6. The method of claim 5, applying a one-way function on the registration code to generate an initial passcode generator or using the registration code as the initial passcode generator, the generating of the passcode from the information about the transaction, including at least generating the passcode from the information about the transaction and from the passcode generator.
7. The method of claim 6 wherein the one-way function is a hash function.
8. The method of claim 1, wherein the information includes biometric data of the user associated with the transaction.
9. The method of claim 1, further comprising sending a registration code and a cryptographic key to the service provider prior to sending the passcode.
10. The method of claim 9, further comprising:
receiving, at the user system from the service provider, encrypted transaction information;
updating the passcode generator;
decrypting the encrypted transaction information with the cryptographic key that was updated,
computing a new transaction passcode with the passcode generator that was updated and the transaction information;
comparing the one-time transaction passcode received and the new transaction passcode generated;
comparing the transaction information received with stored transaction information;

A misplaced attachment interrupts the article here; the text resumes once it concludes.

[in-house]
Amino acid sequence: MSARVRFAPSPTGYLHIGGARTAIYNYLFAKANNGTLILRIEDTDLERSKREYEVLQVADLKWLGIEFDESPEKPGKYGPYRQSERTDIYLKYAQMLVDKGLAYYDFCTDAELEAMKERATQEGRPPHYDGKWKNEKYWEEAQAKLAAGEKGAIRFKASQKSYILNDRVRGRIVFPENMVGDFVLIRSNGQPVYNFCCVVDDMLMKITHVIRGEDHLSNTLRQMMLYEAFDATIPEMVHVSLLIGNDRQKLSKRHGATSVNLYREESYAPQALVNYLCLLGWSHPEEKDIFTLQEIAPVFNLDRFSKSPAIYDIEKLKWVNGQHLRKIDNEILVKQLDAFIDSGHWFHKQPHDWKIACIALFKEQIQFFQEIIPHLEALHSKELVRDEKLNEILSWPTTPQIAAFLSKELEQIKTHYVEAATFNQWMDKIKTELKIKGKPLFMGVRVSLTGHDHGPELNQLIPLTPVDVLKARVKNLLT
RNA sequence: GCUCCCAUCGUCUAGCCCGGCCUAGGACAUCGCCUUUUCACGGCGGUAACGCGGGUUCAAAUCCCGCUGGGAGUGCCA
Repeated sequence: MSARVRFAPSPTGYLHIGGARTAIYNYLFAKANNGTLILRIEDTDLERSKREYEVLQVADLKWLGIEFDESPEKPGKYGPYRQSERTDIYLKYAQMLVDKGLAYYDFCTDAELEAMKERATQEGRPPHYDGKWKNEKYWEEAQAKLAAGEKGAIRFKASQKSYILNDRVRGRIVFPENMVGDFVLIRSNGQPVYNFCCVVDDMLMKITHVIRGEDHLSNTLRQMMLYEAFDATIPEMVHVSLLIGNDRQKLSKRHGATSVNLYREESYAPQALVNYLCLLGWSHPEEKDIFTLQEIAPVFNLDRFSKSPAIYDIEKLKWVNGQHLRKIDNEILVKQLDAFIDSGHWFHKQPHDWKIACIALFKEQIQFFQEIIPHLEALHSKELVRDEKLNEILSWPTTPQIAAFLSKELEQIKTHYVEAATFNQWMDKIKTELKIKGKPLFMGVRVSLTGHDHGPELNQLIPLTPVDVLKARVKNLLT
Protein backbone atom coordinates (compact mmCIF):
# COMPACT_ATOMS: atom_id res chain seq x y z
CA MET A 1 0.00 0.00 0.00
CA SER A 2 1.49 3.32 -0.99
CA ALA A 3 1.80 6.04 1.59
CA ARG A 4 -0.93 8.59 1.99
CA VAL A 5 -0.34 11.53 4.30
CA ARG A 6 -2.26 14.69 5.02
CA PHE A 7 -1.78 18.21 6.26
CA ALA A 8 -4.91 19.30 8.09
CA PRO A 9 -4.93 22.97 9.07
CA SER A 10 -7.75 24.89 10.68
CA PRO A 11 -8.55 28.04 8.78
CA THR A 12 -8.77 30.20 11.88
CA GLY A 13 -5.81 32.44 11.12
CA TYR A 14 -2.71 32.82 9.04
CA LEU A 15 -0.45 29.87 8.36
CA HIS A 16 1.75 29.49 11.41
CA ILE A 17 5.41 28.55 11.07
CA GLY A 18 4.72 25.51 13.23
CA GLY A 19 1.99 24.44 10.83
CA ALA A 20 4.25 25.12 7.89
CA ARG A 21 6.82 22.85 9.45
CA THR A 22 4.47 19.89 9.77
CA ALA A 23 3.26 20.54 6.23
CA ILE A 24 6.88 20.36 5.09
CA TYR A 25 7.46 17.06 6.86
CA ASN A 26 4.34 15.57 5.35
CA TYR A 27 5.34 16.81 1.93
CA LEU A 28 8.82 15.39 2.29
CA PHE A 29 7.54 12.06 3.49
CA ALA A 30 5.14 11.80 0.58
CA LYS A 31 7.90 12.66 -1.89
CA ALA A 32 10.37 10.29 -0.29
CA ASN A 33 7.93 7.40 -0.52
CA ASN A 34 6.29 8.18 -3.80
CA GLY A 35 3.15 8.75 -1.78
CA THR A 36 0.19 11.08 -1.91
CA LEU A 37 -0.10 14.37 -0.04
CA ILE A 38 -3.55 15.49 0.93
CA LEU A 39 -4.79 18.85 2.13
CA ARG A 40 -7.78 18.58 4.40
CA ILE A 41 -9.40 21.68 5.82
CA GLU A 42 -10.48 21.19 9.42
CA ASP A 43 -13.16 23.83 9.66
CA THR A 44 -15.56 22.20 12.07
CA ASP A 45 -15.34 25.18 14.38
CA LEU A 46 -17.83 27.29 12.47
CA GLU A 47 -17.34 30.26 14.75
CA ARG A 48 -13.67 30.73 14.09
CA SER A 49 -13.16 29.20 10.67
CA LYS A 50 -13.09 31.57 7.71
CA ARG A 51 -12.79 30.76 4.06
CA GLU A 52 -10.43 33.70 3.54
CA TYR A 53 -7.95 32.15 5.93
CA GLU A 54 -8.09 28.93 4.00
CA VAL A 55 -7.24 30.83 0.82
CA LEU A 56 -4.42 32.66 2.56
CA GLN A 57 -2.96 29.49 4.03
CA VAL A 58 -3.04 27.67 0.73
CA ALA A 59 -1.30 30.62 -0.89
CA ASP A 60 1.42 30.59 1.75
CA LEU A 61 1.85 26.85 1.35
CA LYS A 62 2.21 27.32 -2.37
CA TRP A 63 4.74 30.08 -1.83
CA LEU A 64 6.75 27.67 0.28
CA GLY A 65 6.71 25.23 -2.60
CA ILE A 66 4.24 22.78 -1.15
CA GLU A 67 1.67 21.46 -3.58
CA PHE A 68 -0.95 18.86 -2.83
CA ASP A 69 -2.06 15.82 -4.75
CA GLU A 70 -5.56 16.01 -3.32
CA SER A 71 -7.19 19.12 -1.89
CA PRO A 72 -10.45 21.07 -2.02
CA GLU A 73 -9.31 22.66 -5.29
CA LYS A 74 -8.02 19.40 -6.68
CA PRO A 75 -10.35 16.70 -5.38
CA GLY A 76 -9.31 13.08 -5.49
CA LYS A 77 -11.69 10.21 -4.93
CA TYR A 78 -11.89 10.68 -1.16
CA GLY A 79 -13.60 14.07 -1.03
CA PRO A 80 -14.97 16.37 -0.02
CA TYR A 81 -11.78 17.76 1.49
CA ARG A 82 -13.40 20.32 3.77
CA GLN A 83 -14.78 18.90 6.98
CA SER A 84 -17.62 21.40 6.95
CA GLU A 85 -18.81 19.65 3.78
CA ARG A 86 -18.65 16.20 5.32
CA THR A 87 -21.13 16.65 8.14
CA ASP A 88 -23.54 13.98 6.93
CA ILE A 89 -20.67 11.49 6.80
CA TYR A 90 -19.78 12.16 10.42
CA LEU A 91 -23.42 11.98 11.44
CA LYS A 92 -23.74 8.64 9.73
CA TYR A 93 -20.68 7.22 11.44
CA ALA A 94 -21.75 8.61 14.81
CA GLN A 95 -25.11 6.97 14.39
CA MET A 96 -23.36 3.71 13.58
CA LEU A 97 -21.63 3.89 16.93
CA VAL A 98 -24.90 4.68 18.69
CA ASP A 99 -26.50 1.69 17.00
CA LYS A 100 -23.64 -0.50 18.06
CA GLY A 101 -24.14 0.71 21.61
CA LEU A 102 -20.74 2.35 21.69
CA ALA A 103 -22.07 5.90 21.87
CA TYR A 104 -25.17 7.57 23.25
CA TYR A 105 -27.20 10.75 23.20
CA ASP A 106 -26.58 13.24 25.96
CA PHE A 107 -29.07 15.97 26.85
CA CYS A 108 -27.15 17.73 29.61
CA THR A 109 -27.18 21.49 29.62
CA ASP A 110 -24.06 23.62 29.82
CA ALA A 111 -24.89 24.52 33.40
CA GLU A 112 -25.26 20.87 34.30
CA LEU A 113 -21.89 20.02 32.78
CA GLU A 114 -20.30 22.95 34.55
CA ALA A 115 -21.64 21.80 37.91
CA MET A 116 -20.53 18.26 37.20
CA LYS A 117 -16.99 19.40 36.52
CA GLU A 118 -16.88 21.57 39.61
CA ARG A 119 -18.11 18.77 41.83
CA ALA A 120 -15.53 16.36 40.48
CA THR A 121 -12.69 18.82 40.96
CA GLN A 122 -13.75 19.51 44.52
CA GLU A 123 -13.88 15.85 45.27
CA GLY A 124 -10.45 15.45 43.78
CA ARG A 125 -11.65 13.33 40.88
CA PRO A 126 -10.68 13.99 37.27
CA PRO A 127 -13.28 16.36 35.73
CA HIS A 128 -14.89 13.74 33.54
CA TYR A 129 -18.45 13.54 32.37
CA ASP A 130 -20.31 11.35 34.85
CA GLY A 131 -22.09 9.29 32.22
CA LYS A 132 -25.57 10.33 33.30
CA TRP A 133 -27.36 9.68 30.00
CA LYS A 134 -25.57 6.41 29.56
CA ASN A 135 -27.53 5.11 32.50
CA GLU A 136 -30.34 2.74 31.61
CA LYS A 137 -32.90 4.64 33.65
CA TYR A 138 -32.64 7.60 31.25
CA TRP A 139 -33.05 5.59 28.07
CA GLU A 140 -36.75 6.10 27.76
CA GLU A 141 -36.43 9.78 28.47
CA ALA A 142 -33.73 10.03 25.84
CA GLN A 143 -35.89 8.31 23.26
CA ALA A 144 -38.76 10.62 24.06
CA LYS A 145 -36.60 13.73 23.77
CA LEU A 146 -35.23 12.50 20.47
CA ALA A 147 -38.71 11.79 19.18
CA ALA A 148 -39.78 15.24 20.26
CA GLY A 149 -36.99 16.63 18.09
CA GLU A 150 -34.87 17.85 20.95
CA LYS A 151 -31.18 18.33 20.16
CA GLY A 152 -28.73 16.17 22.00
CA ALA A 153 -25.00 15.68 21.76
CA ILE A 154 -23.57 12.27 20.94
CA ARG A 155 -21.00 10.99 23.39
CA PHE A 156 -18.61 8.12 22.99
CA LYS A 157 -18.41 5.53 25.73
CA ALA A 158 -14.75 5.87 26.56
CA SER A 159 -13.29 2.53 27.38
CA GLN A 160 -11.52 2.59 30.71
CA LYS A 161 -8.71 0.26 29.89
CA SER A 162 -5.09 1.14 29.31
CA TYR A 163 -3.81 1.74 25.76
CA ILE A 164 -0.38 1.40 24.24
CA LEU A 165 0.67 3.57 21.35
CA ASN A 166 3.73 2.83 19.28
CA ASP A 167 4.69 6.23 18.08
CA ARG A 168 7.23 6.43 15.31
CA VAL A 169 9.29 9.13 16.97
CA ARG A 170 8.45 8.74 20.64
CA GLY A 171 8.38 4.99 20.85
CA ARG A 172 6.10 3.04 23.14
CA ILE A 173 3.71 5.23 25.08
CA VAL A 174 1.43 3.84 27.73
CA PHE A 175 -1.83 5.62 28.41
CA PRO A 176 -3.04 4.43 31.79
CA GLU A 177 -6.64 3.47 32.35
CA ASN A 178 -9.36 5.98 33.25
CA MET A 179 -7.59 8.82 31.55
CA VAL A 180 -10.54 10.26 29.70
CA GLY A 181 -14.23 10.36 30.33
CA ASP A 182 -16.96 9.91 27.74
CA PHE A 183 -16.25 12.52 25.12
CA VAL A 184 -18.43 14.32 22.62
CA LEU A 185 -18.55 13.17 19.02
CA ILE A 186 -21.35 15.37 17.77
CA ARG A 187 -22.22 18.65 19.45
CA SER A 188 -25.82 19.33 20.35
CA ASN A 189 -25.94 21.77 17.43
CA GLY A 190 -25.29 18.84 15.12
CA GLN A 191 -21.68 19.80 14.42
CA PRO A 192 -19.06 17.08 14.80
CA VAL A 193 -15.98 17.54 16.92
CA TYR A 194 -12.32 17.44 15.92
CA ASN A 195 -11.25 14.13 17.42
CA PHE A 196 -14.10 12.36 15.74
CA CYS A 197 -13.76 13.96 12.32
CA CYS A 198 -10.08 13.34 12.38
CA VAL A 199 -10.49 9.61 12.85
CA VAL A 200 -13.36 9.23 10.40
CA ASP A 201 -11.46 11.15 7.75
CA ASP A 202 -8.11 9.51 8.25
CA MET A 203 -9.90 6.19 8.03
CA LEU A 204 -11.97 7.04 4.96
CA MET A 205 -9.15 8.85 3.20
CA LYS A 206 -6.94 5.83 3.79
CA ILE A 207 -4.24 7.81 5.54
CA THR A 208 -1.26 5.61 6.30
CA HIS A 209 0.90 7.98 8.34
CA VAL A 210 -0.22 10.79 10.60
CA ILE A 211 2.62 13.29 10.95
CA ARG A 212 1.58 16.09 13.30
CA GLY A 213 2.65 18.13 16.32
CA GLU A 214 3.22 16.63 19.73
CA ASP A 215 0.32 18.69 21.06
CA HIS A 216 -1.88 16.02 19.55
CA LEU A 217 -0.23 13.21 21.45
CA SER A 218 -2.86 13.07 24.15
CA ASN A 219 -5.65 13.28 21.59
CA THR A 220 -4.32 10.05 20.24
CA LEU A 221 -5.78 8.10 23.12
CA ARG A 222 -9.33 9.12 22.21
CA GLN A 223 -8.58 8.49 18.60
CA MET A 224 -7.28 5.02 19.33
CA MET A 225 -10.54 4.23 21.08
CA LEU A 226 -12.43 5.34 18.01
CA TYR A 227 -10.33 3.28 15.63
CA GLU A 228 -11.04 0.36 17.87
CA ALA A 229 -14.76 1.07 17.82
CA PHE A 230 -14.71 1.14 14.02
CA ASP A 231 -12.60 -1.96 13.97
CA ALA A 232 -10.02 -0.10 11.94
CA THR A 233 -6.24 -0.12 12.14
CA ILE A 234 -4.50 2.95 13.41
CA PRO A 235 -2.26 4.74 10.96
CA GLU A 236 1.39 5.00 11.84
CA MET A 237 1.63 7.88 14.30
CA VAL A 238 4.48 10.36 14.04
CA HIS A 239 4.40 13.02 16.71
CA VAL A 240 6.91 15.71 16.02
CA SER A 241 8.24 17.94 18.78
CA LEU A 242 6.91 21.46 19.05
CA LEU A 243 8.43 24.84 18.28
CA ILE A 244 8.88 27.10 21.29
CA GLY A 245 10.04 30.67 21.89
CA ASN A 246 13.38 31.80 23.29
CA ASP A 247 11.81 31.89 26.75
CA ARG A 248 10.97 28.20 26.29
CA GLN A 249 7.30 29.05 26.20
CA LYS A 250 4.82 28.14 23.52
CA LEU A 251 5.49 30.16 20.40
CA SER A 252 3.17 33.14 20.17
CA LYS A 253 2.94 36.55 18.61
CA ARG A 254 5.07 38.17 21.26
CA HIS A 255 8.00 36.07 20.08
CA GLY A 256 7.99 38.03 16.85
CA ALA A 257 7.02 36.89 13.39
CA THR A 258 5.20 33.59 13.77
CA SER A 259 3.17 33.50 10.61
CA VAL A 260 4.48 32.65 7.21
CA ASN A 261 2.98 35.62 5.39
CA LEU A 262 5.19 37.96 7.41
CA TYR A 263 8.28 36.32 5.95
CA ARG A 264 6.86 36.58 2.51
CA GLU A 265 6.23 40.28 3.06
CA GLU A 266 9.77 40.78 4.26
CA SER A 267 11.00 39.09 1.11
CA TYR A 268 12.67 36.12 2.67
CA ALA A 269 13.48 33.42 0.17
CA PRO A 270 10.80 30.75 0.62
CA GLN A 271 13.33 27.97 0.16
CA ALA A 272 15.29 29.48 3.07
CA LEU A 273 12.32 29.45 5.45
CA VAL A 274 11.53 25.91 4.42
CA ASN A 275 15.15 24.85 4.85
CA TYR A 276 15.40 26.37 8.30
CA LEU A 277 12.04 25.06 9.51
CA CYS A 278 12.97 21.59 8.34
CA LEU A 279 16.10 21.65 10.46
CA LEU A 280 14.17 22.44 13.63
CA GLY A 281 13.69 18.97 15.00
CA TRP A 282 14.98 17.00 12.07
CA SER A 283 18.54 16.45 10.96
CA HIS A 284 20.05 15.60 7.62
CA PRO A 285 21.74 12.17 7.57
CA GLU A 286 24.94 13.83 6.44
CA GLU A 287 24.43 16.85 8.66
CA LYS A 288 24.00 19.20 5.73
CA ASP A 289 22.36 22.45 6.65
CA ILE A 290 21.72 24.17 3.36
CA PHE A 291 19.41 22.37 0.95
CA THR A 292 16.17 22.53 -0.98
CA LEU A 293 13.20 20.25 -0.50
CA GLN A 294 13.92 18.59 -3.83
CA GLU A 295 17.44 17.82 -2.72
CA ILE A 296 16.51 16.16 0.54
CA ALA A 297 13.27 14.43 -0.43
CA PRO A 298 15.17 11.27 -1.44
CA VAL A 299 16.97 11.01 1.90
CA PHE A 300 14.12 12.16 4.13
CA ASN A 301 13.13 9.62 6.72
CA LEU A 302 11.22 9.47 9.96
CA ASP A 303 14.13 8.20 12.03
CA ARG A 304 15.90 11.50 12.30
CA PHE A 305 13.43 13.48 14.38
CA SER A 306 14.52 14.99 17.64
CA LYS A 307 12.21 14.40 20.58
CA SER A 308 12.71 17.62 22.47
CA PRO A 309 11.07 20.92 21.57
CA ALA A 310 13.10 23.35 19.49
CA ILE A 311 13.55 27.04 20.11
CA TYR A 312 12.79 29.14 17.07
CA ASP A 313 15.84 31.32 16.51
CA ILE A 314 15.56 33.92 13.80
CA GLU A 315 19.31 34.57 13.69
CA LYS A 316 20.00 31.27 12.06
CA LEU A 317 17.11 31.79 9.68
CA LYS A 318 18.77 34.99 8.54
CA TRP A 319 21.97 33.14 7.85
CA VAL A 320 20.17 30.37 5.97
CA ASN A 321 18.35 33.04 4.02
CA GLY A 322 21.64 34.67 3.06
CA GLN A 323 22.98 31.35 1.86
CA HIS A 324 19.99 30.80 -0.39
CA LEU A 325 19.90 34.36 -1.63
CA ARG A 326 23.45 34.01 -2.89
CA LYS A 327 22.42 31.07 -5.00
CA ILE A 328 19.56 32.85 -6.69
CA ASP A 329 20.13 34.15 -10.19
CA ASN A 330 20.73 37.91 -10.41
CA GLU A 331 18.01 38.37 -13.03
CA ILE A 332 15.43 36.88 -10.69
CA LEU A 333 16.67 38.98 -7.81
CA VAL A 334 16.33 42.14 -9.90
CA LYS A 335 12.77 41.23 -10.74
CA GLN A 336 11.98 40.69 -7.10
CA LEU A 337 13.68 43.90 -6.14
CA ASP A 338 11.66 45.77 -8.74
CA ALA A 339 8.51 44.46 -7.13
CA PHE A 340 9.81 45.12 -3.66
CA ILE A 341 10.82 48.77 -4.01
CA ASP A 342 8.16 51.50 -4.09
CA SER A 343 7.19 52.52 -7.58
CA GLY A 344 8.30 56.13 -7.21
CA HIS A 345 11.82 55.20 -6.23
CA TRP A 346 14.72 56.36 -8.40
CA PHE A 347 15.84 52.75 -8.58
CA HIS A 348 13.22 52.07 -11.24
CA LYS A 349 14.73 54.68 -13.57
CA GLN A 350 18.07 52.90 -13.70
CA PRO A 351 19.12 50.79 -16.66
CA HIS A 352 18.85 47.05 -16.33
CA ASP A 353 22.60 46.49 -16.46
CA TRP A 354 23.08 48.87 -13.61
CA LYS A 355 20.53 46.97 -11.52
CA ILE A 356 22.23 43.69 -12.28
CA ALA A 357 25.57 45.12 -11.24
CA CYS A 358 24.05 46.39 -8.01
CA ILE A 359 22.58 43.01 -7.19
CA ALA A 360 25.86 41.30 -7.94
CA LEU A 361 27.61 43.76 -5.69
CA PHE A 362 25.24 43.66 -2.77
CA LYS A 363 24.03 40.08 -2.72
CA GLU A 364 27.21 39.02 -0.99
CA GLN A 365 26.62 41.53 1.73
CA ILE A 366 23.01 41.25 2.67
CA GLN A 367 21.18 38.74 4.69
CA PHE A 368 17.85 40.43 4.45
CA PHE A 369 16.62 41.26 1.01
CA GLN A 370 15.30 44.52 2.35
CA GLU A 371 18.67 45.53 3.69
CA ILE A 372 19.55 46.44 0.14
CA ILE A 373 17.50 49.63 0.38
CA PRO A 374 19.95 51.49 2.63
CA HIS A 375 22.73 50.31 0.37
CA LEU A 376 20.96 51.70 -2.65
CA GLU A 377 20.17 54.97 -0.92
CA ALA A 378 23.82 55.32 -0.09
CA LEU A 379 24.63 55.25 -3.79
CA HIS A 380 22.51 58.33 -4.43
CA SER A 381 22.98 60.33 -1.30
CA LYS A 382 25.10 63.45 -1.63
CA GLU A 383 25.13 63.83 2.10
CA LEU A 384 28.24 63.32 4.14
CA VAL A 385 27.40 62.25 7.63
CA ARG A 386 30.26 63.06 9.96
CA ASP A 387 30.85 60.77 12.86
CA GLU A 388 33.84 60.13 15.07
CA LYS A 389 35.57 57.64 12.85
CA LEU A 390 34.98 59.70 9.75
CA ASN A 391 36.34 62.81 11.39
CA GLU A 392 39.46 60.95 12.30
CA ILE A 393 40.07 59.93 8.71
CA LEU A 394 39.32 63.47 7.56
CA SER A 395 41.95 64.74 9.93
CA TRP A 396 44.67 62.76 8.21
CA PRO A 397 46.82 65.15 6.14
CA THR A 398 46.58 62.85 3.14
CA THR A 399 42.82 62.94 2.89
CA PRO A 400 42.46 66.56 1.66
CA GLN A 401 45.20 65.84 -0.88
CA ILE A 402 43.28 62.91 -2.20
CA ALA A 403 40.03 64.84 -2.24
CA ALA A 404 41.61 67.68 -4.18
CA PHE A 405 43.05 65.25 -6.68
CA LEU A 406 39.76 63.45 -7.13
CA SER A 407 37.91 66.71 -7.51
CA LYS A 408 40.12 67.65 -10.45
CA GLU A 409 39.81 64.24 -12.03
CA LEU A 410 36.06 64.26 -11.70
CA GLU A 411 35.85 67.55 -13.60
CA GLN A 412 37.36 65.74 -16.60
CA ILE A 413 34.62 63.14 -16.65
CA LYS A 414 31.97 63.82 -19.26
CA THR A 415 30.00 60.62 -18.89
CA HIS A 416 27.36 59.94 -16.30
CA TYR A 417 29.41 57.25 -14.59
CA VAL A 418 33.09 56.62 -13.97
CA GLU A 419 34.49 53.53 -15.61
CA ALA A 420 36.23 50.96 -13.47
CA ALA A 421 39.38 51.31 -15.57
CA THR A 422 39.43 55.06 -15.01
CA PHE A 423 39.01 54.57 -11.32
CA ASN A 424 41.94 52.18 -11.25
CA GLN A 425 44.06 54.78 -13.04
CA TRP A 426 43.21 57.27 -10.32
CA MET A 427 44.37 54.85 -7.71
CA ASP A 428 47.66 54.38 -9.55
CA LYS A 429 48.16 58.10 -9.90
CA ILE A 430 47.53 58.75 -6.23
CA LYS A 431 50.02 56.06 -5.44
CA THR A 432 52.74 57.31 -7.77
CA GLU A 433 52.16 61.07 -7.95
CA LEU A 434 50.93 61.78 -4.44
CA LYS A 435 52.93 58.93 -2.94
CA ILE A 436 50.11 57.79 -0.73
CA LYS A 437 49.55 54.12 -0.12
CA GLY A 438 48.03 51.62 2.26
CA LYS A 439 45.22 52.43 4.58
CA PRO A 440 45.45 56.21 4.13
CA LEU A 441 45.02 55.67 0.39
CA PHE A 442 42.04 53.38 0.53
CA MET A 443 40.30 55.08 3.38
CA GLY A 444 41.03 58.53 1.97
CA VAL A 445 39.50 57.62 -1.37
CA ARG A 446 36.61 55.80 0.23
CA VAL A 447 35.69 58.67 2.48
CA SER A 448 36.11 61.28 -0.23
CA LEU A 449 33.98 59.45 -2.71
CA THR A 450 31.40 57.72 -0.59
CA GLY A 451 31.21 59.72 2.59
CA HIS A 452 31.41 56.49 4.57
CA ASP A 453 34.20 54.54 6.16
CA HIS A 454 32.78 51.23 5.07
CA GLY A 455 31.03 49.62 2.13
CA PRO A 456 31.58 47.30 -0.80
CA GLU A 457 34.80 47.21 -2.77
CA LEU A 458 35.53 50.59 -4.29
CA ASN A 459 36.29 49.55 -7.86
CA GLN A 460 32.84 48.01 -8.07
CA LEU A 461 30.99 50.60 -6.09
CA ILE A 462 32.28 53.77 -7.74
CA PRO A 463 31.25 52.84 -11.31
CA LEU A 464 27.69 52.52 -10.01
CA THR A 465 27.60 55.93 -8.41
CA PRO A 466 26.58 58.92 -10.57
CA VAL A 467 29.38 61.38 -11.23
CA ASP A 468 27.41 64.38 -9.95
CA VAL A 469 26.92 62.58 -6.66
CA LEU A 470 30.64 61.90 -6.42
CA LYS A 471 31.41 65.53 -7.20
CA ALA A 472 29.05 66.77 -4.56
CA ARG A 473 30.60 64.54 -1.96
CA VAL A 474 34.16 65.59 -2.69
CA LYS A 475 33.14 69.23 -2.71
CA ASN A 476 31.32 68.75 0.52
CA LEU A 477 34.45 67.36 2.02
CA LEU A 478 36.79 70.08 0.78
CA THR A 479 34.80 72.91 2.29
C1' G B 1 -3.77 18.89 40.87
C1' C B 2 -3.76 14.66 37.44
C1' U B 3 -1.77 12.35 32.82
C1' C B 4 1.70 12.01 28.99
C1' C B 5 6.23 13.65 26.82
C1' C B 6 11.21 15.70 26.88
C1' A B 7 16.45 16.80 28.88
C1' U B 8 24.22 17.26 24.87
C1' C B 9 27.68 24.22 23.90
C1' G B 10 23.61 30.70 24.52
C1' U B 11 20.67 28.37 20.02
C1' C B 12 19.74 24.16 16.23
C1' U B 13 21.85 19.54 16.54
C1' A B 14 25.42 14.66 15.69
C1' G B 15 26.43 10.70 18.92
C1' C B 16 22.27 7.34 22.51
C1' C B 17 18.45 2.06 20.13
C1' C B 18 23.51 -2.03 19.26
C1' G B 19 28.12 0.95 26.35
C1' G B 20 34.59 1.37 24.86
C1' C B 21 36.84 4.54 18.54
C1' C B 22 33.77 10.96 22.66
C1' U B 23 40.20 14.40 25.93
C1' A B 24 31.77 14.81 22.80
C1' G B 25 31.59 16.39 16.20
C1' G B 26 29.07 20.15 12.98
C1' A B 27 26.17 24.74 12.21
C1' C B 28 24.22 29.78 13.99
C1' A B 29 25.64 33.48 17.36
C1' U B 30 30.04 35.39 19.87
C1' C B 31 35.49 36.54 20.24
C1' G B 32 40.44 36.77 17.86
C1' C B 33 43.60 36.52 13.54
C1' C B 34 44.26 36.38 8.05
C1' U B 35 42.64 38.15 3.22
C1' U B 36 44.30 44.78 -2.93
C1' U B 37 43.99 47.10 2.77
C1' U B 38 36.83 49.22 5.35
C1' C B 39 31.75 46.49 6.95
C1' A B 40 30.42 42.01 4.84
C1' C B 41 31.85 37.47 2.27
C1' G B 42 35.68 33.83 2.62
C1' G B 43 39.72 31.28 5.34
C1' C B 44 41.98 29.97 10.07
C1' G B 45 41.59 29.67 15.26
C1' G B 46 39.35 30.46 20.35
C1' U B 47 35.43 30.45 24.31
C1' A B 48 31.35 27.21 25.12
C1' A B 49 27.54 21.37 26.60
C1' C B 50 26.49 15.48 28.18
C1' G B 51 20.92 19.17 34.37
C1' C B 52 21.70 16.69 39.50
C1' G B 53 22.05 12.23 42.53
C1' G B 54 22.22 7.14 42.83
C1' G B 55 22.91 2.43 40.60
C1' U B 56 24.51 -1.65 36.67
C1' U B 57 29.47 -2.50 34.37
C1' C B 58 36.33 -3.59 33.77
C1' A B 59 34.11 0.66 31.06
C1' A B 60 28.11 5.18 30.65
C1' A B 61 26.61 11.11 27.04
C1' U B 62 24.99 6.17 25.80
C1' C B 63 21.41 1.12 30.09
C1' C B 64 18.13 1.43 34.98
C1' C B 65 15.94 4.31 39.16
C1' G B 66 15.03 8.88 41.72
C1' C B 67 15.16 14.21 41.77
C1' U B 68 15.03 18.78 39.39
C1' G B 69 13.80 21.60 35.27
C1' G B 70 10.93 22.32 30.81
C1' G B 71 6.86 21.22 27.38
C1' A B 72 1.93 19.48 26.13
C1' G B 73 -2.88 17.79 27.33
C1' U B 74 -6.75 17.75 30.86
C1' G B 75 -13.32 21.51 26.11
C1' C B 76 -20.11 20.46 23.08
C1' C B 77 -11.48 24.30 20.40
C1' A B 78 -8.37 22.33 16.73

if the one-time transaction passcode received and the new transaction passcode generated match and if the transaction information received matches stored transaction information, continuing the method.
11. The method of claim 1 further comprising sending a digital signature with the passcode and the transaction information.
12. The method of claim 11 wherein said computer program is authenticated by using a signature associated to said computer program.
13. The method of claim 12 wherein said computer program must receive verification that user system knows the signature in order to execute the transaction.
14. The method of claim 13 wherein validating that the user knows the computer program signature also involves authenticating user with biometric.
15. The method of claim 13 where validating that user knows said computer program also has user validate transaction information on the display screen.
16. The method of claim 13 wherein said user system is executed by one or more processors in a vehicle.
17. The method of claim 16 wherein said service provider is executed by one or more processors in a vehicle.
18. The method of claim 1 wherein said service provider is a bank or financial exchange.
19. The method of claim 18 wherein said financial exchange is NASDAQ.
20. The method of claim 1 wherein said passcode is not created until after a valid user authentication.
21. The method of claim 20 wherein said authentication is a biometric authentication.
22. The method of claim 20 wherein said authentication uses at least a PIN or a password.
23. The method of claim 20 wherein said authentication has user select at least one visual image.
24. The method of claim 1 where said passcode is also dependent on a seed and the current time.
25. A system comprising;
a first processor system having at least one processor,
a first memory system with which the processor system communicates,